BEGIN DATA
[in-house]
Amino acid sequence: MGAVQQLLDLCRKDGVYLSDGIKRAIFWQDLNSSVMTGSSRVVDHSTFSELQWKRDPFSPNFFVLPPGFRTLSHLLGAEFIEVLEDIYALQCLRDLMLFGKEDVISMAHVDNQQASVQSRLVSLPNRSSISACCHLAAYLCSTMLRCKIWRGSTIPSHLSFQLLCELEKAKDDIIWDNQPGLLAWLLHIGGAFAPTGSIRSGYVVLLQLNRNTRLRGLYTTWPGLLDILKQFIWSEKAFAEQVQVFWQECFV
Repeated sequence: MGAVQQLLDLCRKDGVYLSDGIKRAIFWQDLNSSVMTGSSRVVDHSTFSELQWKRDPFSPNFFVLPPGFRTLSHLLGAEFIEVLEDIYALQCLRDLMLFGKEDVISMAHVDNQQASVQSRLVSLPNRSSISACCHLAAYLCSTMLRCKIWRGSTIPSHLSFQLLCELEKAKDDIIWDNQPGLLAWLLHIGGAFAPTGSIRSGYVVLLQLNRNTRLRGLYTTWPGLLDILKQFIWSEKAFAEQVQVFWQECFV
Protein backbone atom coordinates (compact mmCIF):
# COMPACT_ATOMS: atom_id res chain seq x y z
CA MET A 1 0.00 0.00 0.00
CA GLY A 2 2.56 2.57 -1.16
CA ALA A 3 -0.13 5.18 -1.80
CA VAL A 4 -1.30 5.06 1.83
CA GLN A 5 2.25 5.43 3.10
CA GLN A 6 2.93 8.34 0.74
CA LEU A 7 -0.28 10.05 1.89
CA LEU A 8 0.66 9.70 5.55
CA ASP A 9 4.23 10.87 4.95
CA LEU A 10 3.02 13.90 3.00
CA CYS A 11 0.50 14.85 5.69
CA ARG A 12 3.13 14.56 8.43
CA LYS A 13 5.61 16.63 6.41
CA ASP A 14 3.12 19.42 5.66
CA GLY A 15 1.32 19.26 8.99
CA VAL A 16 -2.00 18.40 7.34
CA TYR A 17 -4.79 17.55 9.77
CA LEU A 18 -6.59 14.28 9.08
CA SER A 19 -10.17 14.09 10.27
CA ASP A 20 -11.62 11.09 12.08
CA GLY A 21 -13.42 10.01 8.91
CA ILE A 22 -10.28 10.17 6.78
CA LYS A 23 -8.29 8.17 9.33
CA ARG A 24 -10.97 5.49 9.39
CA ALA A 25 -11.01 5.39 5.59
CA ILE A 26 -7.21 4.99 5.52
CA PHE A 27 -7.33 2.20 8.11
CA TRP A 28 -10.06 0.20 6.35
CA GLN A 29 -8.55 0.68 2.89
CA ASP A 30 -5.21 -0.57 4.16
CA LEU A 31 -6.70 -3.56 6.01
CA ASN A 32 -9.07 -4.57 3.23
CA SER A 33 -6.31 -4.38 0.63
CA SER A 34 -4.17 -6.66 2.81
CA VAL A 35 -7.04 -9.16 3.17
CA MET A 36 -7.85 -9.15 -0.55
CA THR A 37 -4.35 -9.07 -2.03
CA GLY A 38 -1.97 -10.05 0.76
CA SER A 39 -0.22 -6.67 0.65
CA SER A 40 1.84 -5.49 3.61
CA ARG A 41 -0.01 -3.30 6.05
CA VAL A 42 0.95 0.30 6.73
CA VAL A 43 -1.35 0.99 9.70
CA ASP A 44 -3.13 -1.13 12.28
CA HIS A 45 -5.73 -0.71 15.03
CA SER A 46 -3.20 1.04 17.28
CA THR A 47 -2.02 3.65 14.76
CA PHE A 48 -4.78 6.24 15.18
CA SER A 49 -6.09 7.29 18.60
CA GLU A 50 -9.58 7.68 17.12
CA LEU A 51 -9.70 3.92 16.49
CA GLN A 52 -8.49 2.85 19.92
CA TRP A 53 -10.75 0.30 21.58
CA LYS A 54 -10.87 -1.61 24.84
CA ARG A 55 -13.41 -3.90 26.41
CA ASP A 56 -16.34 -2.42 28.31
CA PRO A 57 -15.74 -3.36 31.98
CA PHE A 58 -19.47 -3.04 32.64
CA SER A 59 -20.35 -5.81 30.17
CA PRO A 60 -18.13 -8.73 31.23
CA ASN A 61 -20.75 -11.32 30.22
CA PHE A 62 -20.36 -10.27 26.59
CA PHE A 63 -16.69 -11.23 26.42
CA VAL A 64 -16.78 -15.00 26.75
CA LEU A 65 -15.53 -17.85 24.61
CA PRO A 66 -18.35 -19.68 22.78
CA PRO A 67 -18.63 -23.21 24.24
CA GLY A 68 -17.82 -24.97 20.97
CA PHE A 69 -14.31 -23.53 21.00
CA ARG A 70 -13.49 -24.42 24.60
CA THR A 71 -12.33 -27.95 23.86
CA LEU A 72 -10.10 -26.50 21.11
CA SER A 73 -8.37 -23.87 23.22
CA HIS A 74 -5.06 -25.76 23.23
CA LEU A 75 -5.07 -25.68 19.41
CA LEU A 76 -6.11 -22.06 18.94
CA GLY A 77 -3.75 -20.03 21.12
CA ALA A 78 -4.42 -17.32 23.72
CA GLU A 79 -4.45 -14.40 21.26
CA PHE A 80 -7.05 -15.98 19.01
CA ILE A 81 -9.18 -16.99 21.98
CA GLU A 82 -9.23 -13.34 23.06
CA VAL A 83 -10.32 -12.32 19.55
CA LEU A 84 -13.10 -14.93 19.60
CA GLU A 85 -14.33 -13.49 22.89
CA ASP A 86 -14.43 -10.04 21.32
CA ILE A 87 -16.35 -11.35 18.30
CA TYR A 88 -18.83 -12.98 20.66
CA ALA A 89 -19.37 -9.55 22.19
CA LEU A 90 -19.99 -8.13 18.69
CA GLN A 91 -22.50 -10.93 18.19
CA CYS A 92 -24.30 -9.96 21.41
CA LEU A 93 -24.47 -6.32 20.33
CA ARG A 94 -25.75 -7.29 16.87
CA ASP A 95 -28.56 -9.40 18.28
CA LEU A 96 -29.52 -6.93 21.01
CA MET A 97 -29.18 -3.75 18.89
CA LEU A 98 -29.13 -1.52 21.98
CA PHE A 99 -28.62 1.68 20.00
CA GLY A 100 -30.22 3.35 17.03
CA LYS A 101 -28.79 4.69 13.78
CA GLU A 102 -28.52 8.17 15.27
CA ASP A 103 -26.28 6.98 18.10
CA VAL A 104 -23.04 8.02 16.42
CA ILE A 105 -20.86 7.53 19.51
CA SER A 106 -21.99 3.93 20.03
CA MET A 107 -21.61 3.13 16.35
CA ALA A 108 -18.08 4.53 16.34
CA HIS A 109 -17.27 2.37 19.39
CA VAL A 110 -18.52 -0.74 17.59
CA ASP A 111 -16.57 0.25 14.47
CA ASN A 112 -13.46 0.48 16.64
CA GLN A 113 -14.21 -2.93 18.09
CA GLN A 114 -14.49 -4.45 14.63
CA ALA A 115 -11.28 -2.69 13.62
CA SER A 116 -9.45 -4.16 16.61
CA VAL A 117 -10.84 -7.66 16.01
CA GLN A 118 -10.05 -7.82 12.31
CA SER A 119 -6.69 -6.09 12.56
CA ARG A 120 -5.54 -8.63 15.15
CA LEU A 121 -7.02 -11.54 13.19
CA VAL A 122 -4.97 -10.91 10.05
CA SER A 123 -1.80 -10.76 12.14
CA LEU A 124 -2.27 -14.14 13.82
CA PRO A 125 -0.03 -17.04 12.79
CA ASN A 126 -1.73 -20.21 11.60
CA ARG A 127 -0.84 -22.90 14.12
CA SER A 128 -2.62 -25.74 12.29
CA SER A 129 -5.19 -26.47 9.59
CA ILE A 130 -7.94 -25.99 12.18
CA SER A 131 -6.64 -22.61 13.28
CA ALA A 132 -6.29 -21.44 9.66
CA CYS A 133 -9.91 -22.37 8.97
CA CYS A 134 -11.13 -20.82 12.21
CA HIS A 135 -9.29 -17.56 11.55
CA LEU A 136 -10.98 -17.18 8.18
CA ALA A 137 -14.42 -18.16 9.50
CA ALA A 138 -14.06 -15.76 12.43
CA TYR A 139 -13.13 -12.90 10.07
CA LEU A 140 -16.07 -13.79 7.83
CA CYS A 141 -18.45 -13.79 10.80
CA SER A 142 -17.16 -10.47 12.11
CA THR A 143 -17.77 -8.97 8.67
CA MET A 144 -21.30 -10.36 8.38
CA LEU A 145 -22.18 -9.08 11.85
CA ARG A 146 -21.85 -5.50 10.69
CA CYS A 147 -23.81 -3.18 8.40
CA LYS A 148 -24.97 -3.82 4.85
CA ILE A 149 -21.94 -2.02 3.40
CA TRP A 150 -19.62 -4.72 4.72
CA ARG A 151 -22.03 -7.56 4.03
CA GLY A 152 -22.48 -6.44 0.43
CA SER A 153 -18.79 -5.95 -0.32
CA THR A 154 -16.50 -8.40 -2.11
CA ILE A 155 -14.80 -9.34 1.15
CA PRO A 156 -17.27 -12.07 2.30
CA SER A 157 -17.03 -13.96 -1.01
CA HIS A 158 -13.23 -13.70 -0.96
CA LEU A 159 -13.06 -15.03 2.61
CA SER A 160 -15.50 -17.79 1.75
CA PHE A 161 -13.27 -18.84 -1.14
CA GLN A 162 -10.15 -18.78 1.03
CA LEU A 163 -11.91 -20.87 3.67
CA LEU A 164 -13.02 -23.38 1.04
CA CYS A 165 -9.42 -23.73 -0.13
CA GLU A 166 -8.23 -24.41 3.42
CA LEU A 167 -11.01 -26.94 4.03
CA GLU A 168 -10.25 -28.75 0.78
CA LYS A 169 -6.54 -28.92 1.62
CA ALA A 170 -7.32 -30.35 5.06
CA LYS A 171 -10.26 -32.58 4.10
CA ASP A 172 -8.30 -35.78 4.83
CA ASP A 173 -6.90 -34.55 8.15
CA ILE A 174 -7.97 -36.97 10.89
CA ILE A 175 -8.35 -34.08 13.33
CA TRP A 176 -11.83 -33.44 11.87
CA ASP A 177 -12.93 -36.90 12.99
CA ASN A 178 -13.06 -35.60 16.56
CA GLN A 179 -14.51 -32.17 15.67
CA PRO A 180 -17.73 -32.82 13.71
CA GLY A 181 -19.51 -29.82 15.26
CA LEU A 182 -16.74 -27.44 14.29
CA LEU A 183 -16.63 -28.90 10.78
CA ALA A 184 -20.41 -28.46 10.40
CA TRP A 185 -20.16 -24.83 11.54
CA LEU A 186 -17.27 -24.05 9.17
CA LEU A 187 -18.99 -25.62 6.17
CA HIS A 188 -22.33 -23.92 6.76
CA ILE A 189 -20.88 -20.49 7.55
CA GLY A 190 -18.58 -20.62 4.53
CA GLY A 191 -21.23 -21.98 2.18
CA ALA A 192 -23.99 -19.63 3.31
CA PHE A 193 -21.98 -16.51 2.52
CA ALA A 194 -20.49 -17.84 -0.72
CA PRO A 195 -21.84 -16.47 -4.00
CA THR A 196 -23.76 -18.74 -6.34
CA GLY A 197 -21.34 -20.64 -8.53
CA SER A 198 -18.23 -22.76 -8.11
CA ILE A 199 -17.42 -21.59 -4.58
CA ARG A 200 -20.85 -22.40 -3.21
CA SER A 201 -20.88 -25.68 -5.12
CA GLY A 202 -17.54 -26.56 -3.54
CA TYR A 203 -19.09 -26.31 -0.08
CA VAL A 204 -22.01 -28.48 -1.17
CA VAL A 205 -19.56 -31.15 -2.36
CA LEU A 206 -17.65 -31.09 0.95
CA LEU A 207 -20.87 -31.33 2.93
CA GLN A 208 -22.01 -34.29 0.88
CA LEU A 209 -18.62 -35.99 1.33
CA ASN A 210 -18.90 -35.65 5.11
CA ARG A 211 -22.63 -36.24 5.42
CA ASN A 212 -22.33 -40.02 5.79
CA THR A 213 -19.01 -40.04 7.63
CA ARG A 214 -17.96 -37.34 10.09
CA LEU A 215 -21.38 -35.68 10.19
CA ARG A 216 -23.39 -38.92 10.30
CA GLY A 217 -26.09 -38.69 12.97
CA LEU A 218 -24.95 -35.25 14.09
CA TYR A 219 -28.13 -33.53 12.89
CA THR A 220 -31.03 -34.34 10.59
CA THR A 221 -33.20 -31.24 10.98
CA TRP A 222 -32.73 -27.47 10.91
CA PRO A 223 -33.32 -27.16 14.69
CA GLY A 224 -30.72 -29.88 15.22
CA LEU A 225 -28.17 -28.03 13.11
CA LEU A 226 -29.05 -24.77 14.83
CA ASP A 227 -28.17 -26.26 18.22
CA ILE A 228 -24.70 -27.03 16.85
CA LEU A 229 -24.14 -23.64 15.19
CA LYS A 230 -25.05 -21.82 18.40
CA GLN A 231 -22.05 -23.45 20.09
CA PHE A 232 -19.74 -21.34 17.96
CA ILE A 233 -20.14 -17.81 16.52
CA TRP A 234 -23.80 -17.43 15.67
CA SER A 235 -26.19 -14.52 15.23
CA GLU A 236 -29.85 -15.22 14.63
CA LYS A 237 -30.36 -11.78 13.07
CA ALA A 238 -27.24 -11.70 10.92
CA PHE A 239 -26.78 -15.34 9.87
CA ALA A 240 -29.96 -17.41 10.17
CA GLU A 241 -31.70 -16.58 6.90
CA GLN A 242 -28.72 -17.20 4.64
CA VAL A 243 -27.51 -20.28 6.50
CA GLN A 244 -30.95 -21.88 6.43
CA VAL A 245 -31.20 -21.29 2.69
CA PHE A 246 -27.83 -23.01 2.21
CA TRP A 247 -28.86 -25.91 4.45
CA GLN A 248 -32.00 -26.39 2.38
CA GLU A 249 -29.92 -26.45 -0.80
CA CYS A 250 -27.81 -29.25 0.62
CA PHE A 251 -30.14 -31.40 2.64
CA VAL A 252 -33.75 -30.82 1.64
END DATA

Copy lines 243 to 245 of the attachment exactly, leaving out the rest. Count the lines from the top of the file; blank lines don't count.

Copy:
CA ALA A 238 -27.24 -11.70 10.92
CA PHE A 239 -26.78 -15.34 9.87
CA ALA A 240 -29.96 -17.41 10.17